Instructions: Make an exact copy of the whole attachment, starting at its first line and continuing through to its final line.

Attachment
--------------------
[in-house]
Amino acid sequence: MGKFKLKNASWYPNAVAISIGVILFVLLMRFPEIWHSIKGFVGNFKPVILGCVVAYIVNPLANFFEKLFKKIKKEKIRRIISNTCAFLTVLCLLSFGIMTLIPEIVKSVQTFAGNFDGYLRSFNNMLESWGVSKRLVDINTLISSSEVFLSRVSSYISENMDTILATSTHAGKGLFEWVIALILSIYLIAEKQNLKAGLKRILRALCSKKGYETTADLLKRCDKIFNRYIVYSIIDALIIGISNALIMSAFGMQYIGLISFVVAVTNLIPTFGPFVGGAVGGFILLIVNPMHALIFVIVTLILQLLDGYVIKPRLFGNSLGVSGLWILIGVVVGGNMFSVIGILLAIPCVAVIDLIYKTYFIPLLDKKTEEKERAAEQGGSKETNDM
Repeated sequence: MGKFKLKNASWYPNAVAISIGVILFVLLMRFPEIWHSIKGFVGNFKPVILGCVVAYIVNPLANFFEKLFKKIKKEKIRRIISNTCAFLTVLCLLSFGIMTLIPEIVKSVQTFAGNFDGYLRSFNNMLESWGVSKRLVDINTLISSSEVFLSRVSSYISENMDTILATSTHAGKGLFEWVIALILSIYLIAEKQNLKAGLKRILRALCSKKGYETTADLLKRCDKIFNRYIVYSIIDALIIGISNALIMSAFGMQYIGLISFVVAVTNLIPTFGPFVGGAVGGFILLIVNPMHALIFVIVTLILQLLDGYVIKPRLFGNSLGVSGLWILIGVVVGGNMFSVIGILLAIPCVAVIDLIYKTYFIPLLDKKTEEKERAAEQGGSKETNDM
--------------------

[in-house]
Amino acid sequence: MGKFKLKNASWYPNAVAISIGVILFVLLMRFPEIWHSIKGFVGNFKPVILGCVVAYIVNPLANFFEKLFKKIKKEKIRRIISNTCAFLTVLCLLSFGIMTLIPEIVKSVQTFAGNFDGYLRSFNNMLESWGVSKRLVDINTLISSSEVFLSRVSSYISENMDTILATSTHAGKGLFEWVIALILSIYLIAEKQNLKAGLKRILRALCSKKGYETTADLLKRCDKIFNRYIVYSIIDALIIGISNALIMSAFGMQYIGLISFVVAVTNLIPTFGPFVGGAVGGFILLIVNPMHALIFVIVTLILQLLDGYVIKPRLFGNSLGVSGLWILIGVVVGGNMFSVIGILLAIPCVAVIDLIYKTYFIPLLDKKTEEKERAAEQGGSKETNDM
Repeated sequence: MGKFKLKNASWYPNAVAISIGVILFVLLMRFPEIWHSIKGFVGNFKPVILGCVVAYIVNPLANFFEKLFKKIKKEKIRRIISNTCAFLTVLCLLSFGIMTLIPEIVKSVQTFAGNFDGYLRSFNNMLESWGVSKRLVDINTLISSSEVFLSRVSSYISENMDTILATSTHAGKGLFEWVIALILSIYLIAEKQNLKAGLKRILRALCSKKGYETTADLLKRCDKIFNRYIVYSIIDALIIGISNALIMSAFGMQYIGLISFVVAVTNLIPTFGPFVGGAVGGFILLIVNPMHALIFVIVTLILQLLDGYVIKPRLFGNSLGVSGLWILIGVVVGGNMFSVIGILLAIPCVAVIDLIYKTYFIPLLDKKTEEKERAAEQGGSKETNDM